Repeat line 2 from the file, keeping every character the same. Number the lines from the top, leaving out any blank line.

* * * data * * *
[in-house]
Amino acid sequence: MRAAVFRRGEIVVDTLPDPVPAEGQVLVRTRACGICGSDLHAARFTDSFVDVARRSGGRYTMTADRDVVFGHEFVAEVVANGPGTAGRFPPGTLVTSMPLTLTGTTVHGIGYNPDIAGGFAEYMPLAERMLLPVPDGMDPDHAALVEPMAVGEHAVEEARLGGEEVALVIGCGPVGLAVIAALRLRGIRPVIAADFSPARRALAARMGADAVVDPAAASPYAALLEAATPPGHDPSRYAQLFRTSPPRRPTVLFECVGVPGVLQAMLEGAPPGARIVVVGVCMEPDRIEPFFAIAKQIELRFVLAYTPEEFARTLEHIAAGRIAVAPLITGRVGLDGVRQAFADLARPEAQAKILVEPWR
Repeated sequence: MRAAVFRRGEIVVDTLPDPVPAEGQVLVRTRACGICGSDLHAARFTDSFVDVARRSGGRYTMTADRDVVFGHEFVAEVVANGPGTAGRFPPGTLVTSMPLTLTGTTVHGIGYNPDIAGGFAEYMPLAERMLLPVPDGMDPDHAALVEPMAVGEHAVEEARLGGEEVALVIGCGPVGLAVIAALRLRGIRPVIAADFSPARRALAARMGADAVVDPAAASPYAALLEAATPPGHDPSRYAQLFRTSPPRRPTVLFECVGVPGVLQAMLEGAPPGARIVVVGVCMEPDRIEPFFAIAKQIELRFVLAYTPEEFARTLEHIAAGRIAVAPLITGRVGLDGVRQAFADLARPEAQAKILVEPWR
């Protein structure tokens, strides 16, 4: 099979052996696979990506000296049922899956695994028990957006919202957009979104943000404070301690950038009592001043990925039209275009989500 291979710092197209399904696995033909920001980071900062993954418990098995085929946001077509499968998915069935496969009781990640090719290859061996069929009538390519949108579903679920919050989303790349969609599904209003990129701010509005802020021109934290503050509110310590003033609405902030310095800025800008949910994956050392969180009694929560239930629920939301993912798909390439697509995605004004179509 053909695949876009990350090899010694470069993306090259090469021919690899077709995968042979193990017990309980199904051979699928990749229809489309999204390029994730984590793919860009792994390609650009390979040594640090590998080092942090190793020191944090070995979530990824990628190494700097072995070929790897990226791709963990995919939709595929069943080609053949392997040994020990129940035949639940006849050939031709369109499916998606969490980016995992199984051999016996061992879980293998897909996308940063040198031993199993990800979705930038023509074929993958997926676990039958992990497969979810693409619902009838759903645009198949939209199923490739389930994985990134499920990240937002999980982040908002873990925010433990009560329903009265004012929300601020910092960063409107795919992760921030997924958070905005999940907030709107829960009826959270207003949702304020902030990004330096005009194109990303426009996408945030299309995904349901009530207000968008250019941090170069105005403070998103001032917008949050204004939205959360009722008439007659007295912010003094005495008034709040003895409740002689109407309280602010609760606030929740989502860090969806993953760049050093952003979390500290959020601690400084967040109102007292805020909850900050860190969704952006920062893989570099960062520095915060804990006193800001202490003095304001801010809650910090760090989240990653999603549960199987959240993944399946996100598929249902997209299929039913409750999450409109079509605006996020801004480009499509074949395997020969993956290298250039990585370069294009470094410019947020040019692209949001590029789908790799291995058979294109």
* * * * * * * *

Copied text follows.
Amino acid sequence: MRAAVFRRGEIVVDTLPDPVPAEGQVLVRTRACGICGSDLHAARFTDSFVDVARRSGGRYTMTADRDVVFGHEFVAEVVANGPGTAGRFPPGTLVTSMPLTLTGTTVHGIGYNPDIAGGFAEYMPLAERMLLPVPDGMDPDHAALVEPMAVGEHAVEEARLGGEEVALVIGCGPVGLAVIAALRLRGIRPVIAADFSPARRALAARMGADAVVDPAAASPYAALLEAATPPGHDPSRYAQLFRTSPPRRPTVLFECVGVPGVLQAMLEGAPPGARIVVVGVCMEPDRIEPFFAIAKQIELRFVLAYTPEEFARTLEHIAAGRIAVAPLITGRVGLDGVRQAFADLARPEAQAKILVEPWR